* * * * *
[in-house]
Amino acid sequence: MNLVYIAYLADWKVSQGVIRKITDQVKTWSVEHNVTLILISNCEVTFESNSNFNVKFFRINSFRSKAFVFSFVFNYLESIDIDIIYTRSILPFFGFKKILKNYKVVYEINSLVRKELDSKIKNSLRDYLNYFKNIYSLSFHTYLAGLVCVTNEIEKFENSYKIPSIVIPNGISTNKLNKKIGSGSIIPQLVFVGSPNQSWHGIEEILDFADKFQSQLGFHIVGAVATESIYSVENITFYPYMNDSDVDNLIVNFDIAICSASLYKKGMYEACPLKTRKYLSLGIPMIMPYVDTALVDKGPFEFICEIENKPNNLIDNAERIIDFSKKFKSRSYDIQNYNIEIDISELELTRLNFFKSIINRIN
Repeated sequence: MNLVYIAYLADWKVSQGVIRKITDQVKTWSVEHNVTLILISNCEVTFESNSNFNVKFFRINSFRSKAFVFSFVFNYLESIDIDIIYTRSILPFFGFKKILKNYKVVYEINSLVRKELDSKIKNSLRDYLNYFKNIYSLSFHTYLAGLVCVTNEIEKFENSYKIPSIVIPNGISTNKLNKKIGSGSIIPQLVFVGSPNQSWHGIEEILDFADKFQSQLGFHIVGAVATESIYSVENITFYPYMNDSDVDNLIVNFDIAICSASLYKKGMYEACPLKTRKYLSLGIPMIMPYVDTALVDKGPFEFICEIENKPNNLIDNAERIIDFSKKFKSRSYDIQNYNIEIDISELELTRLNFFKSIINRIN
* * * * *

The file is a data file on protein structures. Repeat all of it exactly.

[in-house]
Amino acid sequence: MNLVYIAYLADWKVSQGVIRKITDQVKTWSVEHNVTLILISNCEVTFESNSNFNVKFFRINSFRSKAFVFSFVFNYLESIDIDIIYTRSILPFFGFKKILKNYKVVYEINSLVRKELDSKIKNSLRDYLNYFKNIYSLSFHTYLAGLVCVTNEIEKFENSYKIPSIVIPNGISTNKLNKKIGSGSIIPQLVFVGSPNQSWHGIEEILDFADKFQSQLGFHIVGAVATESIYSVENITFYPYMNDSDVDNLIVNFDIAICSASLYKKGMYEACPLKTRKYLSLGIPMIMPYVDTALVDKGPFEFICEIENKPNNLIDNAERIIDFSKKFKSRSYDIQNYNIEIDISELELTRLNFFKSIINRIN
Repeated sequence: MNLVYIAYLADWKVSQGVIRKITDQVKTWSVEHNVTLILISNCEVTFESNSNFNVKFFRINSFRSKAFVFSFVFNYLESIDIDIIYTRSILPFFGFKKILKNYKVVYEINSLVRKELDSKIKNSLRDYLNYFKNIYSLSFHTYLAGLVCVTNEIEKFENSYKIPSIVIPNGISTNKLNKKIGSGSIIPQLVFVGSPNQSWHGIEEILDFADKFQSQLGFHIVGAVATESIYSVENITFYPYMNDSDVDNLIVNFDIAICSASLYKKGMYEACPLKTRKYLSLGIPMIMPYVDTALVDKGPFEFICEIENKPNNLIDNAERIIDFSKKFKSRSYDIQNYNIEIDISELELTRLNFFKSIINRIN